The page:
Of course most real-life processes are not controlled by driving them with strictly sinusoidal inputs. However, the second fundamental principle of frequency domain analysis- Fourier's Theorem- states that any signal (including a nonoscillatory control action) can be expressed as a sum of sine waves. Mathematician Joseph Fourier proved his famous theorem in 1822 and produced an algorithm known as the Fourier Transform for computing the frequency, amplitude, and phase of each sinusoid in that sum from measurements of the original signal.
Theoretically, then, Fourier Transforms and Bode plots can be used together to predict how a linear process would react to a proposed sequence of control actions. Here's how:
Step 1-Use the Fourier Transform to mathematically decompose the proposed control action into its theoretical sine wave components or frequency spectrum .
Step 2-Use the Bode plot to determine how each of those sine waves would have been modified had it actually been passed through the process. That is, apply the appropriate amplitude and phase changes dictated by each sine wave's frequency.
Step 3-Use an Inverse Fourier Transform to recombine the modified sine waves back into a single signal.
Since the Inverse Fourier Transform is essentially an addition operation, the linearity of the process will guarantee that the combined effect of the theoretical sine waves computed in step 1 will be the same as if they had remained summed together. Thus, the combined signal computed in step 3 will represent the process variable that would have resulted had the proposed control action actually been input to the process.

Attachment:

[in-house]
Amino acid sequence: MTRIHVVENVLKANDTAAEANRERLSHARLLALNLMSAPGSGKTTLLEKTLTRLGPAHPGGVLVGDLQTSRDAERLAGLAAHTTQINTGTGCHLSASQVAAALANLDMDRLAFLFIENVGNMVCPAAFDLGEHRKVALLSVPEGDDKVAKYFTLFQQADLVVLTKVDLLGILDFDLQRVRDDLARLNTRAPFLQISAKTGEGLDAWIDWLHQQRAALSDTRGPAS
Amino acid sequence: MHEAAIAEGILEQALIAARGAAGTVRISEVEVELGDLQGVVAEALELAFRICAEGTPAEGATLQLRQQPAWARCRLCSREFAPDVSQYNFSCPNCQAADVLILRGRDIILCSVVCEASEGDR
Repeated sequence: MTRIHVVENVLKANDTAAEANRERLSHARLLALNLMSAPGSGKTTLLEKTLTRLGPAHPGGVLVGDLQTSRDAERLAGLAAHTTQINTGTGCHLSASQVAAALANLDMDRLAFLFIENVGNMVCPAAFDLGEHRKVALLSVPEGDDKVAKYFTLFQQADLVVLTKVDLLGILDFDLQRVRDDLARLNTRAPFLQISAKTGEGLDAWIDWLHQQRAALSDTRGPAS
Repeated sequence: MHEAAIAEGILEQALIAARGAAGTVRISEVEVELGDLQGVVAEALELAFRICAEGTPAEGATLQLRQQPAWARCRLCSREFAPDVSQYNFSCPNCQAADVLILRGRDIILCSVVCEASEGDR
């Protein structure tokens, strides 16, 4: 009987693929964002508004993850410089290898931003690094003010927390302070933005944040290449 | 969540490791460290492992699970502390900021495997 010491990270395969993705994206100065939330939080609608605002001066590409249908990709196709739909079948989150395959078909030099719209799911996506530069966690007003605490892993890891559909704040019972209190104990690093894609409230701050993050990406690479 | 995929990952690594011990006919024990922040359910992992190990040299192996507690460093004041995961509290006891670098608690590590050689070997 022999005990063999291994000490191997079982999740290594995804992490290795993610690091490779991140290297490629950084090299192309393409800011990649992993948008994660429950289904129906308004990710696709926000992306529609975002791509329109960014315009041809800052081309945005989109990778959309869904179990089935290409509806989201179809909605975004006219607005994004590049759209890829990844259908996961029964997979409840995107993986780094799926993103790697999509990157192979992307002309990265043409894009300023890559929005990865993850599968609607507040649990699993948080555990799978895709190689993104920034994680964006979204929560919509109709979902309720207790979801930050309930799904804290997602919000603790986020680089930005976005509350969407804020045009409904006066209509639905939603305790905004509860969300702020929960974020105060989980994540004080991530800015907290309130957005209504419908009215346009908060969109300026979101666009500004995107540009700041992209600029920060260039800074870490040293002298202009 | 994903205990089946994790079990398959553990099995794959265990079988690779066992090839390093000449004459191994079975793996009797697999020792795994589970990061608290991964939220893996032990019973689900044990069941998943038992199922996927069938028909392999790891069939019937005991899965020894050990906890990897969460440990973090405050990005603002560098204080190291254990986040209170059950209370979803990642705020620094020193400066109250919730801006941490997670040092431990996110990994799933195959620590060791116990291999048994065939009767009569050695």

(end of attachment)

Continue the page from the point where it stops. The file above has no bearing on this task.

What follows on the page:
A Bode plot shows how a sine wave of frequency v radians/sec passing through a linear process will change its amplitude (or magnitude) by a factor of K (v) decibels and lose phase by F (v) degrees. K (v) and v are generally graphed on logarithmic scales. Bode plots vary in shape for different processes, but K (v) always approaches the steady state gain K as v tends to zero. For very high frequencies, K(v) tends towards zero. At some point in between known as the cutoff frequency, the magnitude plot drops to 70.7% of the steady state gain. The frequencies below this point lie within the pass band of the process. The larger the pass band or bandwidth, the more sine waves that can pass through the process with less than 70.7% attenuation. Bandwidth is a common measure of a communication process's capacity for transmitting data in the form of simultaneous sinusoidal signals.
Note that at no point in this procedure were any individual sine waves actually generated by the controller nor even plotted on paper. All such frequency domain analysis techniques are strictly conceptual. It is merely a matter of mathematical convenience to translate signals from the time domain into the frequency domain with the Fourier Transform (or the closely related Laplace Transform ), solve the problem at hand using Bode plots and other frequency domain analysis tools, then transform the results back into the time domain.
Most control design problems that can be solved in this manner can also be solved by direct manipulations in the time domain, but the calculations are generally much easier in the frequency domain. In the above example, it was merely a matter of multiplication and subtraction to compute the frequency spectrum of the process variable given the Fourier Transform of the proposed control action and the Bode plot of the process.
More Bode plots
Unfortunately, there's a price to be paid for such computational convenience. It's not always easy to determine just what mathematical problem needs to be solved in the frequency domain in order to solve the original problem in the time domain.